Uttar Pradesh elections victory doesn't mean Modi is winning 2019

Suraj Kumar Thube
Suraj Kumar ThubeMar 15, 2017 | 08:31

Uttar Pradesh elections victory doesn't mean Modi is winning 2019

To say that the BJP has registered a massive victory in Uttar Pradesh would be stating the obvious. A complete decimation of the regional parties and the Congress is equally clear. But what is not being talked about, especially by those who have already written the epitaph for these parties, is the possible reasons for the BJP's victory.

Unfortunately, the electronic media for the past two days has been solely fixated on the drubbing that the regional parties have received.


But the BJP's huge victory, contrary to the joyous celebrations, is also one that should make the party deeply anxious and nervous. Because to maintain the same strike rate over the coming years would be an enormously daunting task.

Despite the landslide victory, one cannot help but point out the numerous issues that should worry the BJP.

If 2014 was touted as a "wave", this one is  being called a "tsunami". The verdict is a clear sign of simmering desperation among the voters, but now the BJP needs to generate tangible results. 

Despite the landslide victory, one cannot help but point out the numerous issues that should worry the BJP.

Sample this: With more than 300 seats, it has managed to secure a vote share of roughly 39 per cent. On the other hand, the SP and the BSP together account for more than 40 per cent vote share with the rest coming from a range of local parties. Out of the total 370 seats contested, the BJP fielded turncoats in around 160 seats. Just like the floating voters, even contestants are willing to negotiate better deals with respective parties before every election.

And despite all those talks of inclusive politics, the BJP didn't field a single Muslim candidate. These facts not just compound the unease but also raises some questions.


What exactly would be the scenario if the SP and the BSP votes are counted together and pitted against the BJP?

How does this picture pan out across the urban-rural divide, especially across class lines?

If one is indeed witnessing a dominance par excellence, what explains the proliferation of small, unheard, yet intriguing parties across the landscape?

And finally, was it a victory of the BJP as a party, or of Narendra Modi, the skilled manipulator?  A few interesting claims have been made by the BJP for this victory. The post-election discourse has suddenly and unanimously shifted towards "development". What hasn't been acknowledged is the divisive politics pursued under the garb of growth and development.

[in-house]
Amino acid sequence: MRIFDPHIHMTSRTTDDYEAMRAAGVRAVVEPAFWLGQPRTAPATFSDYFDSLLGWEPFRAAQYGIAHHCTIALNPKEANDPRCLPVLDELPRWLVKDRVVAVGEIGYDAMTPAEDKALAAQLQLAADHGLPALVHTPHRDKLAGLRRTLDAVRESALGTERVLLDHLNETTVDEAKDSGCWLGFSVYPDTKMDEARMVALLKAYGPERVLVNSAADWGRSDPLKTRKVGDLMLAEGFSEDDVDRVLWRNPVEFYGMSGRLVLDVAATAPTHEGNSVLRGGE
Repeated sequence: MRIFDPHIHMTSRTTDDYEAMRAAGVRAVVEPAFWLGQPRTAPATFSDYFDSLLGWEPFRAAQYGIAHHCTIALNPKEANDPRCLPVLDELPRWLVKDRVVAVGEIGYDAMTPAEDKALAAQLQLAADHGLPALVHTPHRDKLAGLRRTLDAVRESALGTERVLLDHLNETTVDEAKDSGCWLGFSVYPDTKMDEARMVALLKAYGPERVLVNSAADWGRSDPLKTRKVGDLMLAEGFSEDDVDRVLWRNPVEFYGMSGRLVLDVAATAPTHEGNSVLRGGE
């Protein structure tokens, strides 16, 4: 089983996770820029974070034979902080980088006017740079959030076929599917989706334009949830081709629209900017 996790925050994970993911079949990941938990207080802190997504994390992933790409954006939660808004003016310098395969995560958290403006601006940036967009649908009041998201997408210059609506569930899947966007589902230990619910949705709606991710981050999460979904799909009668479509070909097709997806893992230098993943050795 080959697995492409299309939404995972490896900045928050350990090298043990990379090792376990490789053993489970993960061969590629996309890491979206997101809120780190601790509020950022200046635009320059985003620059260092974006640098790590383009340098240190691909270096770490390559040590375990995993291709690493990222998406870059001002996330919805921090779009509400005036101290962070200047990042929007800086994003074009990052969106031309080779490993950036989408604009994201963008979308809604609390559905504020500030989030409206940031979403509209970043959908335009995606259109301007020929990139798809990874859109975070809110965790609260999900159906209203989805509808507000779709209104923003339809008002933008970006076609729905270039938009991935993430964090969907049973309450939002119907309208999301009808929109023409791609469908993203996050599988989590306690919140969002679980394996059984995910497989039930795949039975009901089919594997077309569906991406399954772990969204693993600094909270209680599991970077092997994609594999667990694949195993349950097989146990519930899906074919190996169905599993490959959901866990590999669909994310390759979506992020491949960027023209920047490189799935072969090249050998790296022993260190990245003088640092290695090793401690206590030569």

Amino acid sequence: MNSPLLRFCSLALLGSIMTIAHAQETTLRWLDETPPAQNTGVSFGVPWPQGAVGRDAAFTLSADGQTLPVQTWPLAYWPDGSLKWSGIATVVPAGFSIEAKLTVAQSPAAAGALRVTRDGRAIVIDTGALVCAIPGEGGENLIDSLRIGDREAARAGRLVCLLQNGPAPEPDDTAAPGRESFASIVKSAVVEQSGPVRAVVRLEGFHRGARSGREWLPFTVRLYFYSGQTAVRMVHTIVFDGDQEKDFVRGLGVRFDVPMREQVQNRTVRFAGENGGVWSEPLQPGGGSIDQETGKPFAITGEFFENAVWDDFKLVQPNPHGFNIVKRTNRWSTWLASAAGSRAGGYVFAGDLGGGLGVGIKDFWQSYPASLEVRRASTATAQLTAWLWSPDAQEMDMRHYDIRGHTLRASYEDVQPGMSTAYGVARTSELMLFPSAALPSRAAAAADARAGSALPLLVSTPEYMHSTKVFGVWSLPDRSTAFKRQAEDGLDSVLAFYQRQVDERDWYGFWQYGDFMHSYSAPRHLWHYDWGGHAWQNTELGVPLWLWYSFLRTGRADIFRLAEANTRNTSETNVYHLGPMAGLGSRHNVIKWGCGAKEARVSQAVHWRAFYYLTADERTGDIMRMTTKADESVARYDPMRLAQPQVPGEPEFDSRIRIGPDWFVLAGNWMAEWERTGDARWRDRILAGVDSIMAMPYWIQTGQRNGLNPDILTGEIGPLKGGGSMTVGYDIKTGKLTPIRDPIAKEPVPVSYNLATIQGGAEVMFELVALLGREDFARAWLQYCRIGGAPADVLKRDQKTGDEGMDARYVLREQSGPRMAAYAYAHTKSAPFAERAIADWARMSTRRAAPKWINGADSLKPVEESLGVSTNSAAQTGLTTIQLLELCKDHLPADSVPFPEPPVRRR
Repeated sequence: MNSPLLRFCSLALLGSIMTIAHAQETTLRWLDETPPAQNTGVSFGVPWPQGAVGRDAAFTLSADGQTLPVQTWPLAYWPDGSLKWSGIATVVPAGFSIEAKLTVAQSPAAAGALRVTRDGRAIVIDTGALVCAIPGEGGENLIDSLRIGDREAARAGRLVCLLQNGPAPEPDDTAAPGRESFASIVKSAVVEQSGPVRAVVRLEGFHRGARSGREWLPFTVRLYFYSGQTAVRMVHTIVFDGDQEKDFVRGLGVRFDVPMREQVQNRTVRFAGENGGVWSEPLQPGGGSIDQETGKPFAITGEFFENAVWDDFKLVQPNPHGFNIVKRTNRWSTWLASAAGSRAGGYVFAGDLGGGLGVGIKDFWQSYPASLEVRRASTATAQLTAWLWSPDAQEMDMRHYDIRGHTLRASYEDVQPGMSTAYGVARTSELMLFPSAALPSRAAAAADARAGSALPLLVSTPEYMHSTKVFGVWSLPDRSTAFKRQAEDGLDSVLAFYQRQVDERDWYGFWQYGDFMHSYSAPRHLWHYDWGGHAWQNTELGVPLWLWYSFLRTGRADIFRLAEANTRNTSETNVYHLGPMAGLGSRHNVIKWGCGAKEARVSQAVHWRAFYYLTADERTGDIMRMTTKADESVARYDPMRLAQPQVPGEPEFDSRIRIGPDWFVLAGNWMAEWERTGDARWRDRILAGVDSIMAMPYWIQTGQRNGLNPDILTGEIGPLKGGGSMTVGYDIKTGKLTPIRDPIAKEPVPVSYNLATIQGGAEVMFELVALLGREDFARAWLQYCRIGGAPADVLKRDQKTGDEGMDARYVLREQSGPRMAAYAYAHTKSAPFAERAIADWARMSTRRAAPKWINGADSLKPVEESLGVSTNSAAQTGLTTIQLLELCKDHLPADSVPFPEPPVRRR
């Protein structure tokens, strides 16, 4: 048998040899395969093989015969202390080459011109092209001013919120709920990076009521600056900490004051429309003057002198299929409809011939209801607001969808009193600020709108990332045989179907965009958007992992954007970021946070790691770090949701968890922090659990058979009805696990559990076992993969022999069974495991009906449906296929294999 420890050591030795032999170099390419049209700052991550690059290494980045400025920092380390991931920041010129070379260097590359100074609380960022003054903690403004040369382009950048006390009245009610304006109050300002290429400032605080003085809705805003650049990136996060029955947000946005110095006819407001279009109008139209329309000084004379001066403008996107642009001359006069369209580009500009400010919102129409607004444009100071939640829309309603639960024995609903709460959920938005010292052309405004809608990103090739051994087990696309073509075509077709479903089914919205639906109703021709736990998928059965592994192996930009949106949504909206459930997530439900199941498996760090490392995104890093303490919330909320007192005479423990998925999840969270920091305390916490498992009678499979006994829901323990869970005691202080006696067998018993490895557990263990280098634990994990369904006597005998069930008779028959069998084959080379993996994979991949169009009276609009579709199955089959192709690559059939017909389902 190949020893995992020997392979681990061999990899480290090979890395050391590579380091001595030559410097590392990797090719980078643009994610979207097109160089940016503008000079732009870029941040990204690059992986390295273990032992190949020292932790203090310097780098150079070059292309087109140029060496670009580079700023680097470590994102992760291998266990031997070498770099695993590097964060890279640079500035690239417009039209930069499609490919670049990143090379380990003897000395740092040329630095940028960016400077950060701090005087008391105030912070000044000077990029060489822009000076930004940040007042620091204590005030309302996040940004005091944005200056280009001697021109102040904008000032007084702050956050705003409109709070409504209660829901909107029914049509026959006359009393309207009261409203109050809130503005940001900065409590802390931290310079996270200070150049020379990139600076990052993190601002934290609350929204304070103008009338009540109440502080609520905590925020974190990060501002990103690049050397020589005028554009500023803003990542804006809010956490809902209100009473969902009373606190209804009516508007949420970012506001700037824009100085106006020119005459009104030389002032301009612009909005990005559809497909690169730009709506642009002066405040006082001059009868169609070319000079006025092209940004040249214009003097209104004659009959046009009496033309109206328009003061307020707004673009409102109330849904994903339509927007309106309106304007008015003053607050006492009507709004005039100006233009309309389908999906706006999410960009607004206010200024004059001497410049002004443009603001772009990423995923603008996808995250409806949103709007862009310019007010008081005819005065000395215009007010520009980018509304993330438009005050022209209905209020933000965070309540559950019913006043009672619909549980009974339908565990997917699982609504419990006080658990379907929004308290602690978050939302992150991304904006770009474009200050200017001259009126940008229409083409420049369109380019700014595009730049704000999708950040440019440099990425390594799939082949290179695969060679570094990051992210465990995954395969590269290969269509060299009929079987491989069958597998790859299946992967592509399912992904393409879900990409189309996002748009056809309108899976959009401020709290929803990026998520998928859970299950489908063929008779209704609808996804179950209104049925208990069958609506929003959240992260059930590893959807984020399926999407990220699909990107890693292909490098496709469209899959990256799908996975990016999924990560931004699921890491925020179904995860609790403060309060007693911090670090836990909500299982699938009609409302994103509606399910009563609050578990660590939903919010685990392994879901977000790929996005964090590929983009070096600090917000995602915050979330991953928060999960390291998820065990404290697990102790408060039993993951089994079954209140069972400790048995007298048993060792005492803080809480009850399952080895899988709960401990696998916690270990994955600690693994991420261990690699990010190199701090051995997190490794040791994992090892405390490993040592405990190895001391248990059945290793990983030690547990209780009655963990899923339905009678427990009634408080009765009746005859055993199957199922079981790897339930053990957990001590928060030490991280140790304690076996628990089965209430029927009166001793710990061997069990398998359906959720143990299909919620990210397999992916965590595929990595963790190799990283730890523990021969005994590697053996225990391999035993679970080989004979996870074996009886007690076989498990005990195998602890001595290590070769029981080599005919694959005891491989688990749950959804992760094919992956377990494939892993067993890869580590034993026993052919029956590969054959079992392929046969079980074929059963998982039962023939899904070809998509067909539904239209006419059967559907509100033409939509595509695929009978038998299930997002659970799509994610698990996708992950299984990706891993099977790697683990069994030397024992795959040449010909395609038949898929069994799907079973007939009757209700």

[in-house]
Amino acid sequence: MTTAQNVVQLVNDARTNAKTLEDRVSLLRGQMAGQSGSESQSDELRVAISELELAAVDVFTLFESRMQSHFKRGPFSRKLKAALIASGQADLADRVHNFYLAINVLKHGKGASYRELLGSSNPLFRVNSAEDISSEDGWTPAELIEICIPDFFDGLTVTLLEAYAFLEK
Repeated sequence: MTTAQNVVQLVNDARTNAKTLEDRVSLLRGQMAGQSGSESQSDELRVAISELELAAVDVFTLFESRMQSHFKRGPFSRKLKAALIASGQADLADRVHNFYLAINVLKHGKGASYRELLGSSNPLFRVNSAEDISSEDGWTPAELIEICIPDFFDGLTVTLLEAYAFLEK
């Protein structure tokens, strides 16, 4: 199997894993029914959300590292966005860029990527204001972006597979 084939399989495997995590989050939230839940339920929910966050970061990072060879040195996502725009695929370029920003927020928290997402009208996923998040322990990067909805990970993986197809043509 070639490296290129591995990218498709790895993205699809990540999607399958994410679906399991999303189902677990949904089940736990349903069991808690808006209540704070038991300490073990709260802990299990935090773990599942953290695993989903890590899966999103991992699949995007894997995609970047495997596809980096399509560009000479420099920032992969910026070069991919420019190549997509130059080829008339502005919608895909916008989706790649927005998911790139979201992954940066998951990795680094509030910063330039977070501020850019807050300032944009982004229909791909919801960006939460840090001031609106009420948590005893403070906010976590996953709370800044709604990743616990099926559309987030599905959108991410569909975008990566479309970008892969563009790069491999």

From Ram Mandir, anti-Romeo squads, "Kabristan and shamshaan" issue to even requesting the EC to allow rigorous checking of Burqa-clad women before voting was something that was all pervasive.

To argue otherwise would actually be discrediting the astute micro-level planning of the BJP. Then we had Arun Jaitley making astonishing claims about what the BJP philosophy stands for.  He said that the Congress's over emphasis on redistribution politics was the reason for their downfall and how they have managed to reverse it by coupling growth narrative to the same.


Now without holding any brief for the Congress, everyone knows this for sure that the GDP figures of the first three years of the UPA 1 regime was unequivocally better than that of the NDA. Sure, issues like job creation haunted them throughout.

However, this is true for the BJP as well. In fact, if the growing anxiety, especially among the youth is anything to go by, this factor will never cease to be a pressing concern from now on.

Secondly, Modi was shrewd enough to recognise demonetisation as "politically" advantageous rather than insisting on its "economic benefits". Even then, a shoddy damage-control measure systematically veiled the economic horrors of demonetisation.

For now, the vacuous, ephemeral sense of political power has convincingly postponed the systemic worries that an already fragile economy keeps throwing up every day. How long will Modi manage to transfix the voters with his charisma at the expense of substantial economic churning is the question. 

In modern-day politcs, it is said that identities are fluid. They seldom cling on to a parent party. When mobilisation happens on various parameters, these fuzzy identities boast of an inherent capacity to change even age-old allegiance at will.

If strongly rooted parties like the SP and the BSP could be wiped out in barely five years, the BJP needs to be  highly wary of the sheer volume of expectations at the moment.

Campaign rhetoric has its honeymoon period and comes with its own set of deadlines. Besides, practical reality makes more noise than a gripping oratory.

Last updated: March 16, 2017 | 14:42
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